Pilot Farm 1 – Quinta do Canal (Alqueidão) is a farm almost fully dedicated to rice production and explored by the Lower Mondego Local Water Users Association. The experimental study focusses on the application of traditional flooding irrigation in one rice field pilot plot (plot 1; aprox. 3.2 ha) and AWD flooding irrigation in another neighbouring pilot plot (plot 2; aprox. 1.6 ha).
Pilot Farm 2 – The Experimental Station of Bico da Barca (Montemor-o-Velho) is run by DRAP CENTRO ‐ Direção Regional de Agricultura e Pescas do Centro (Regional Directorate for Agriculture and Fisheries of the Centre Portugal) and covers an area of about 5.2 ha. In Bico da Barca, the two neighbouring rice pilot plots installed have an area of approximately 525 m2 each. One plot is under traditional flooding irrigation and the other under AWD flooding irrigation.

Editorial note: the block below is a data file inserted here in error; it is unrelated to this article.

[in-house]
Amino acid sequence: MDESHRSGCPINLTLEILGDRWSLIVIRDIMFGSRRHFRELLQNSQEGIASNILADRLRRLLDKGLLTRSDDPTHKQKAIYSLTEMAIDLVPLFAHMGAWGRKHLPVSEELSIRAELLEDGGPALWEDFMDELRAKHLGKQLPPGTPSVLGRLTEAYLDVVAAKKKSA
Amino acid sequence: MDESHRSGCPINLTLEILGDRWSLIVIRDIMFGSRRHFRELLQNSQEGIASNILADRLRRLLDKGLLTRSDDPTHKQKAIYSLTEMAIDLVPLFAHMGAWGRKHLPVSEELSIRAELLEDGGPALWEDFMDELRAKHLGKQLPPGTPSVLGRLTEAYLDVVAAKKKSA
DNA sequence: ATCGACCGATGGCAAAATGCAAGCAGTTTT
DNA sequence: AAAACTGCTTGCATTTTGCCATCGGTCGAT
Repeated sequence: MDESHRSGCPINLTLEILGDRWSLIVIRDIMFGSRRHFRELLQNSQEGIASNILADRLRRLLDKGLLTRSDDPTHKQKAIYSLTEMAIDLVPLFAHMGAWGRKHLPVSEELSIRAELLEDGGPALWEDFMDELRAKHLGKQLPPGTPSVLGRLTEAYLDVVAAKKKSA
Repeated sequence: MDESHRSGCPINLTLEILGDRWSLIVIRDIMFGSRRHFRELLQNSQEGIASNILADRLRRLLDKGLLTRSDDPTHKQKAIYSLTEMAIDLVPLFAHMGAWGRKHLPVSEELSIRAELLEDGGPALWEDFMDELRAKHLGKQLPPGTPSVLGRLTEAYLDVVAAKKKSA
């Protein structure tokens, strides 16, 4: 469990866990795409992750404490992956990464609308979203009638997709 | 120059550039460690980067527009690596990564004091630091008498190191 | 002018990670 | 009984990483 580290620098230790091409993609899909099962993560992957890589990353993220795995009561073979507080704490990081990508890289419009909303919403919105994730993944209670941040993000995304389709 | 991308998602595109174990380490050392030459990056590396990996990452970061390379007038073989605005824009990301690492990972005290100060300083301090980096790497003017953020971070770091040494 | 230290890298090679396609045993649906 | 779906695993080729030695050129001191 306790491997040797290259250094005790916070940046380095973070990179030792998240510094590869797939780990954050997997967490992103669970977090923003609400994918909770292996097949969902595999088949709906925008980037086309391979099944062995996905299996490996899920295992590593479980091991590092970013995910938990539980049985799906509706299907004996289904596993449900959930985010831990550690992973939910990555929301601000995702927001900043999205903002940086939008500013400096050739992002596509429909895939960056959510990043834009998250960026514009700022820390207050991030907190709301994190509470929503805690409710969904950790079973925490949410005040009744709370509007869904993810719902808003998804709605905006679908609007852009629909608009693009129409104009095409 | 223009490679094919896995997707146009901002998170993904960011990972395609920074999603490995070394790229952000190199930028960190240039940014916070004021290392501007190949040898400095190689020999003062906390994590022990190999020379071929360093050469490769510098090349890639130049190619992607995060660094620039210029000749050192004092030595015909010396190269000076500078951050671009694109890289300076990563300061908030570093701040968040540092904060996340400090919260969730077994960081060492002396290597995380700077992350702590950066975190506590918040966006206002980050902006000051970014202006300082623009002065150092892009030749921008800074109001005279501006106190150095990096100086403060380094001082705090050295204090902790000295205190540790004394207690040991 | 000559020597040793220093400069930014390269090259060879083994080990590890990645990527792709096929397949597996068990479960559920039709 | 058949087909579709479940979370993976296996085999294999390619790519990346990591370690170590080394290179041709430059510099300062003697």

Figure 1: Location of the experimental rice field plots in Pilot Farm 1 (Quinta do Canal) and Pilot Farm 2 (Bico da Barca), in the Lower Mondego Valley (Case Study 4).
The experimental study aims at clarifying the water dynamics of rice growing through monitoring water fluxes in the rice field pilot plots, envisaging exploring alternative irrigation and agronomic practices adapted to the local conditions that might lead to less irrigation water application, keeping crop productivity high and environmental impacts low.
For this purpose, a monitoring scheme was established and applied to all four experimental field plots that involves the installation of hydraulic structures and water meter for surface discharge measurements, water tubes for surface water measurements, piezometers, water level sensors, data loggers, Class A evaporation pan and automatic weather station. The deployment of the measuring devices and structures are indicated in Figure 2 for the two experimental plots in Pilot Farm 1. Similar setting is adopted in the experimental plots in Pilot Farm 2.
Figure 2: Deployment of the measuring devices and structures in plot 1 and plot 2, at Quinta do Canal (Pilot Farm 1): Q – irrigation inflow measuring point; P – groundwater piezometric tube; S1 and S2 – surface water level observation points; D – drainage ditch.